The idea of the cue initially was to try to strike the cue-ball as centrally as possible to avoid a miscue.[3] The concept of spin on the cue ball was discovered before cue-tips had been invented; e.g. striking the bottom of the cue ball to make it go backwards upon contact with an object ball.[3] François Mingaud was studying the game of billiards while being held in Paris as a political prisoner, and experimented with a leather cue tip. In 1807, he was released and demonstrated his invention.[3] Mingaud is also credited with the discovery that by raising the cue vertically, to the position adopted by the mace, he could perform what is now known as a massé shot.[3]

In pre-tip days, it was common for players to twist the ends of their cue into a plaster wall or ceiling so that a chalk-like deposit would form on the end, reducing the chance of a miscue.[3] The first systematic marketing of chalk was by John Carr[disambiguation needed ], a marker in John Bartley's billiard rooms in Bath. Between Carr and Bartley, it was discovered how "side" (sidespin) could be used to the advantage of players, and Carr began selling chalk in small boxes. He called it "twisting powder", and the magical impression this gave the public enabled him to sell it for a higher price than if they realized it was simply chalk in a small box.[3] "English", an American term for sidespin, derives from the British discovery of sidespin's effects, as "massé" comes from the French word for "mace".[3]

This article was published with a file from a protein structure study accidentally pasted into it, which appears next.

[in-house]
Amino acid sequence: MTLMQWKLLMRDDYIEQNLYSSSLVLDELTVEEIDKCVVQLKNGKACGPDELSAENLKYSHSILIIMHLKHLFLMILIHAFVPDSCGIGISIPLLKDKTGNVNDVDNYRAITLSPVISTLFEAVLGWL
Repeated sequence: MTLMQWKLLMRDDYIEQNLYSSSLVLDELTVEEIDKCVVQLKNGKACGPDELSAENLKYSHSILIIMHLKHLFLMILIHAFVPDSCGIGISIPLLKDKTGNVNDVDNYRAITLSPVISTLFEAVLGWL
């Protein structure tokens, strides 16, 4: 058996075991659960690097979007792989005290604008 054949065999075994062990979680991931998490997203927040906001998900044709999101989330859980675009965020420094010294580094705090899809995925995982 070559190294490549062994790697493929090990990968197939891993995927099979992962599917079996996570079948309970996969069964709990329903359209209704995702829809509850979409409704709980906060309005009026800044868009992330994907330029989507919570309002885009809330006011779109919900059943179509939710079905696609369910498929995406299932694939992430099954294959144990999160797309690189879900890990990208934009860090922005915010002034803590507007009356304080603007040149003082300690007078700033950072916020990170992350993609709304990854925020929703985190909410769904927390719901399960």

Pool and snooker cues average around 57 inches in length (148 cms) and are of three major types. The simplest type is a one-piece cue; these are generally stocked in pool halls for communal use. They have a uniform taper, meaning they decrease in diameter evenly from the end or butt to the tip. A second type is the two-piece cue, divided in the middle for ease of transport, usually in a cue case. A third variety is another two-piece cue, but with a joint located three-quarters down the cue (usually 12 or 16 inches away from the butt), known as a "three-quarter two-piece", used primarily by snooker players.